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is a technology that allows measurements to be made at a distance, via radio wave
or IP network transmission and reception of the information. The word is derived from Greek
= remote and metron
= measure. Systems that need external instructions and data
to operate require the counterpart of telemetry, telecommand.
Although the term commonly refers to wireless data transfer mechanisms (e.g. using radio, hypersonic or infrared systems), it also encompasses data transferred over other media such as a telephone or computer network, optical link or other wired communications like phase line carriers. Many modern telemetry systems take advantage of the low cost and ubiquity of GSM networks by using SMS to receive and transmit telemetry data.
Telemetering information over wire had its origins in the 19th century. One of the first data-transmission circuits was developed in 1845 between the Russian Tsar's Winter Palace and army headquarters. In 1874, French engineers built a system of weather and snow-depth sensors on Mont Blanc that transmitted real-time information to Paris.
In 1901 the American inventor C. Michalke patented the selsyn, a circuit for sending synchronized rotation information over a distance. In 1906, a set of seismic stations were built with telemetering to the Pulkovo Observatory in Russia. In 1912, Commonwealth Edison developed a system of telemetry to monitor electrical loads on its power grid. The Panama Canal (completed 1913–1914) used extensive telemetry systems to monitor locks and water levels
Wireless telemetry made early appearances in the radiosonde, developed concurrently in 1930 by Robert Bureau in France and Pavel Molchanov in Russia. Mochanov's system modulated temperature and pressure measurements by converting them to wireless Morse code.
The German V-2 rocket used a system of primitive multiplexed radio signals called "Messina" to report four rocket parameters, but it was so unreliable that Wernher von Braun once claimed it was more useful to watch the rocket through binoculars. In the US and the USSR, the Messina system was quickly replaced with better systems (in both cases, based on pulse-position modulation).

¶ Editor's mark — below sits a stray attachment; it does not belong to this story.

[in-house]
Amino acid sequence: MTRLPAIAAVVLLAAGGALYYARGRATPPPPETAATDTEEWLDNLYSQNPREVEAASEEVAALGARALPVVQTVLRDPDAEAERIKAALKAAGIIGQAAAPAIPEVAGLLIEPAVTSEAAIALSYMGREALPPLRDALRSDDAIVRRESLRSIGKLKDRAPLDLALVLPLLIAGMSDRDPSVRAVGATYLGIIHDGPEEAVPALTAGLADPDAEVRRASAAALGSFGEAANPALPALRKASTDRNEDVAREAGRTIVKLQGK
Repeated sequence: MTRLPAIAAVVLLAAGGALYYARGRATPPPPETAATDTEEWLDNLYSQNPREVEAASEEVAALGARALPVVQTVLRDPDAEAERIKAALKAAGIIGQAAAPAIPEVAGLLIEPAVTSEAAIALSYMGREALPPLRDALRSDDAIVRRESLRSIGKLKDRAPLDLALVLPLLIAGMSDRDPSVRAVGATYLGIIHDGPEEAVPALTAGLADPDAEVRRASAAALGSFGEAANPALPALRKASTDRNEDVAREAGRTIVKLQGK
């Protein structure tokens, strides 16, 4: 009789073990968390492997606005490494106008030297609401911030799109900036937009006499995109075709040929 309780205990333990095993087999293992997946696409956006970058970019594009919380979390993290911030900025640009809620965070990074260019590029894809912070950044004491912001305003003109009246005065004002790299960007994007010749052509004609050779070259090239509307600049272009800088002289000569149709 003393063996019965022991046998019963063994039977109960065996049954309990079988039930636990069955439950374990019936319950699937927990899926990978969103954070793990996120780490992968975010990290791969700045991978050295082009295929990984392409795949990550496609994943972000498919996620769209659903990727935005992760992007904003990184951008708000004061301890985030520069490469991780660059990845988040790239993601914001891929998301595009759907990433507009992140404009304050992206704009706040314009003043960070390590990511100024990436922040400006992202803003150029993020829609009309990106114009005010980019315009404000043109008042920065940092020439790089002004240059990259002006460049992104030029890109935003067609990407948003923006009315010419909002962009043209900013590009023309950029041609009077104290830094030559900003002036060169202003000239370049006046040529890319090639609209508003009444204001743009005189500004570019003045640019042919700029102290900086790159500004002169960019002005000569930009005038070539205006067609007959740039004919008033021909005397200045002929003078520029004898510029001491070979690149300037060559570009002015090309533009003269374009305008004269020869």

Early Soviet missile and space telemetry systems which were developed in the late 1940s used either pulse-position modulation (e.g., the Tral telemetry system developed by OKB-MEI) or pulse-duration modulation (e.g., the RTS-5 system developed by NII-885). In the US early work employed similar systems, but were later replaced by pulse-code modulation (PCM) (for example, in the Mars probe Mariner 4).
Later Soviet interplanetary probes used redundant radio systems, transmitting telemetry by PCM on a decimeter band and PPM on a centimeter band.
Telemetry has been used by weather balloons for transmitting meteorological data since 1920.
Telemetry is used by manned or unmanned spacecraft for data transmission. Distances of more than 10 billion kilometres have been covered, e.g. by Voyager 1.
Telemetry is a key factor in modern motor racing, allowing race engineers to interpret data collected during a test or race and use it to properly tune the car for optimum performance. Systems used in series such as Formula One have become advanced to the point where the potential lap time of the car can be calculated, and this time is what the driver is expected to meet.
Examples of measurements on a race car include accelerations (G forces) in 3 axes, temperature readings, wheel speed and suspension displacement. In Formula One, driver input is also recorded so the team can assess driver performance and (in case of an accident) the FIA can determine or rule out driver error as a possible cause.
Later developments include two-way telemetry which allows engineers to update calibrations on the car in real time (even while it is out on the track). In Formula One, two-way telemetry surfaced in the early 1990s and consisted of a message display on the dashboard which the team could update.
Its development continued until May 2001, when it was first allowed on the cars. By 2002, teams were able to change engine mapping and deactivate engine sensors from the pit while the car was on the track. For the 2003 season, the FIA banned two-way telemetry from Formula One; however, the technology may be used in other types of racing or on road cars.